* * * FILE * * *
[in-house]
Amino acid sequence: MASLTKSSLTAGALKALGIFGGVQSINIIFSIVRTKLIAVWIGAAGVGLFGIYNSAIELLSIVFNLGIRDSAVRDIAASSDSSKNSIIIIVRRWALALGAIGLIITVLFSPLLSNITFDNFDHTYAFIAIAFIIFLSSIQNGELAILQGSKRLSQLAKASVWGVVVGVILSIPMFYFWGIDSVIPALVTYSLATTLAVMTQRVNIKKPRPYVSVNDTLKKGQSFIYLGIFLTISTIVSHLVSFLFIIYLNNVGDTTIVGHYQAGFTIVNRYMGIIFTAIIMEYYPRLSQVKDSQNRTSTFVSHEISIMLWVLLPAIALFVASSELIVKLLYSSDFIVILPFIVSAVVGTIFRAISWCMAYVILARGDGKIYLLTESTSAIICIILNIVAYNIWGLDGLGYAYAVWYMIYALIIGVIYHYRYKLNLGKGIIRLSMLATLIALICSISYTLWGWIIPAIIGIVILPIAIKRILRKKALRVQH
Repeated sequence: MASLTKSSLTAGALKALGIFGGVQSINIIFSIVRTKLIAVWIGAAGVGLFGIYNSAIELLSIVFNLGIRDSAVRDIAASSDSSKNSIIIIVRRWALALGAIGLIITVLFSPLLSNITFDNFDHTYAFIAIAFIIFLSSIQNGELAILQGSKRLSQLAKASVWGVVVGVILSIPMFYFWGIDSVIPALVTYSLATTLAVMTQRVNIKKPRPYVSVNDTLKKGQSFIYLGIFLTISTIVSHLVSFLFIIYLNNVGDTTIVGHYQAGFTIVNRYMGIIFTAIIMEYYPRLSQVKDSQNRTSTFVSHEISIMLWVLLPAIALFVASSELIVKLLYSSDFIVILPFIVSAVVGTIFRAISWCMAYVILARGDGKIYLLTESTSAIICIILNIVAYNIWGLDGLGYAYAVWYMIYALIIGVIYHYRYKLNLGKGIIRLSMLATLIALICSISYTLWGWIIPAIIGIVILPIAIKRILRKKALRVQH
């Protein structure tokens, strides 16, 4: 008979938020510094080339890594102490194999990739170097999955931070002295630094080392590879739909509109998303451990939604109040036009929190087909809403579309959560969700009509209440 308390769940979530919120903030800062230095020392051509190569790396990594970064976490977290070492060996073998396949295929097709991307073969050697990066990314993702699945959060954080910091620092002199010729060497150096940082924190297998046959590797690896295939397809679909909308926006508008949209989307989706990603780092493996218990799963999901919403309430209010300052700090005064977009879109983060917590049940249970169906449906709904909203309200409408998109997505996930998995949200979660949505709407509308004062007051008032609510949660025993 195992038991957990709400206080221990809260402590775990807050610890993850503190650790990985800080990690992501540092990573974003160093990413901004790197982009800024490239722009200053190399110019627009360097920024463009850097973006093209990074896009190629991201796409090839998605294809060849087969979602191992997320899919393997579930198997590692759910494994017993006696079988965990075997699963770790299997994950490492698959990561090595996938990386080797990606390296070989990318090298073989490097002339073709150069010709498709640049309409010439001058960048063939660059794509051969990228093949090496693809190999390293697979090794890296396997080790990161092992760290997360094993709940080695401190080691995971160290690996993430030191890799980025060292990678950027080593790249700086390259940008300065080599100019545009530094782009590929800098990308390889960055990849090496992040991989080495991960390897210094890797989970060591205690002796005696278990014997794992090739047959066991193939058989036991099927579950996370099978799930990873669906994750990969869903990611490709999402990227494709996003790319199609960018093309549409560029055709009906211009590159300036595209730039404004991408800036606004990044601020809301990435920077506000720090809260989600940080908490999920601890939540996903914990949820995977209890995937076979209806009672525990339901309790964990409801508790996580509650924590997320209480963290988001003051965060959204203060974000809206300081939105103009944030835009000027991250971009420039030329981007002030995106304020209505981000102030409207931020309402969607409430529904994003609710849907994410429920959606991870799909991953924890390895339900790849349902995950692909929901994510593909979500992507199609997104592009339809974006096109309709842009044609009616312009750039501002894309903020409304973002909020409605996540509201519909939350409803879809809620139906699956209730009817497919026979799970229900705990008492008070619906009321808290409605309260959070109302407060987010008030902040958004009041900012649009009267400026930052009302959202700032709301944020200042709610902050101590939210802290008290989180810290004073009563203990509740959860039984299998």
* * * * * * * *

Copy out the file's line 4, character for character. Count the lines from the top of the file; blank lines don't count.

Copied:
């Protein structure tokens, strides 16, 4: 008979938020510094080339890594102490194999990739170097999955931070002295630094080392590879739909509109998303451990939604109040036009929190087909809403579309959560969700009509209440 308390769940979530919120903030800062230095020392051509190569790396990594970064976490977290070492060996073998396949295929097709991307073969050697990066990314993702699945959060954080910091620092002199010729060497150096940082924190297998046959590797690896295939397809679909909308926006508008949209989307989706990603780092493996218990799963999901919403309430209010300052700090005064977009879109983060917590049940249970169906449906709904909203309200409408998109997505996930998995949200979660949505709407509308004062007051008032609510949660025993 195992038991957990709400206080221990809260402590775990807050610890993850503190650790990985800080990690992501540092990573974003160093990413901004790197982009800024490239722009200053190399110019627009360097920024463009850097973006093209990074896009190629991201796409090839998605294809060849087969979602191992997320899919393997579930198997590692759910494994017993006696079988965990075997699963770790299997994950490492698959990561090595996938990386080797990606390296070989990318090298073989490097002339073709150069010709498709640049309409010439001058960048063939660059794509051969990228093949090496693809190999390293697979090794890296396997080790990161092992760290997360094993709940080695401190080691995971160290690996993430030191890799980025060292990678950027080593790249700086390259940008300065080599100019545009530094782009590929800098990308390889960055990849090496992040991989080495991960390897210094890797989970060591205690002796005696278990014997794992090739047959066991193939058989036991099927579950996370099978799930990873669906994750990969869903990611490709999402990227494709996003790319199609960018093309549409560029055709009906211009590159300036595209730039404004991408800036606004990044601020809301990435920077506000720090809260989600940080908490999920601890939540996903914990949820995977209890995937076979209806009672525990339901309790964990409801508790996580509650924590997320209480963290988001003051965060959204203060974000809206300081939105103009944030835009000027991250971009420039030329981007002030995106304020209505981000102030409207931020309402969607409430529904994003609710849907994410429920959606991870799909991953924890390895339900790849349902995950692909929901994510593909979500992507199609997104592009339809974006096109309709842009044609009616312009750039501002894309903020409304973002909020409605996540509201519909939350409803879809809620139906699956209730009817497919026979799970229900705990008492008070619906009321808290409605309260959070109302407060987010008030902040958004009041900012649009009267400026930052009302959202700032709301944020200042709610902050101590939210802290008290989180810290004073009563203990509740959860039984299998």